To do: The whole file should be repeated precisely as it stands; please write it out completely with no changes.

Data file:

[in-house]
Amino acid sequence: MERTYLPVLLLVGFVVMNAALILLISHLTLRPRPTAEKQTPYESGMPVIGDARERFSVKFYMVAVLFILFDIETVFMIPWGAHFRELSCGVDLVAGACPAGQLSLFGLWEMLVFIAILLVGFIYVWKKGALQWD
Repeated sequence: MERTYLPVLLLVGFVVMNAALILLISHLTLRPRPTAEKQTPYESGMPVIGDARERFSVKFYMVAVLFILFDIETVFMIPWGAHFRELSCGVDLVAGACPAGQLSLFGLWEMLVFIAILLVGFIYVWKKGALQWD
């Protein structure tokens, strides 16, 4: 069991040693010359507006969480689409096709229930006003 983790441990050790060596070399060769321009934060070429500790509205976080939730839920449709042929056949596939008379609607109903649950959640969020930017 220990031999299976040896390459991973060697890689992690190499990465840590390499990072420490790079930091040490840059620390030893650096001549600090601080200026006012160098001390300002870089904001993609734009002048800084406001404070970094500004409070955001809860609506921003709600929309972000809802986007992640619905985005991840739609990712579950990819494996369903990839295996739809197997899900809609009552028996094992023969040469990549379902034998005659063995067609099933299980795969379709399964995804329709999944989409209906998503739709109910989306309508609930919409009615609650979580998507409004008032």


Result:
[in-house]
Amino acid sequence: MERTYLPVLLLVGFVVMNAALILLISHLTLRPRPTAEKQTPYESGMPVIGDARERFSVKFYMVAVLFILFDIETVFMIPWGAHFRELSCGVDLVAGACPAGQLSLFGLWEMLVFIAILLVGFIYVWKKGALQWD
Repeated sequence: MERTYLPVLLLVGFVVMNAALILLISHLTLRPRPTAEKQTPYESGMPVIGDARERFSVKFYMVAVLFILFDIETVFMIPWGAHFRELSCGVDLVAGACPAGQLSLFGLWEMLVFIAILLVGFIYVWKKGALQWD
């Protein structure tokens, strides 16, 4: 069991040693010359507006969480689409096709229930006003 983790441990050790060596070399060769321009934060070429500790509205976080939730839920449709042929056949596939008379609607109903649950959640969020930017 220990031999299976040896390459991973060697890689992690190499990465840590390499990072420490790079930091040490840059620390030893650096001549600090601080200026006012160098001390300002870089904001993609734009002048800084406001404070970094500004409070955001809860609506921003709600929309972000809802986007992640619905985005991840739609990712579950990819494996369903990839295996739809197997899900809609009552028996094992023969040469990549379902034998005659063995067609099933299980795969379709399964995804329709999944989409209906998503739709109910989306309508609930919409009615609650979580998507409004008032």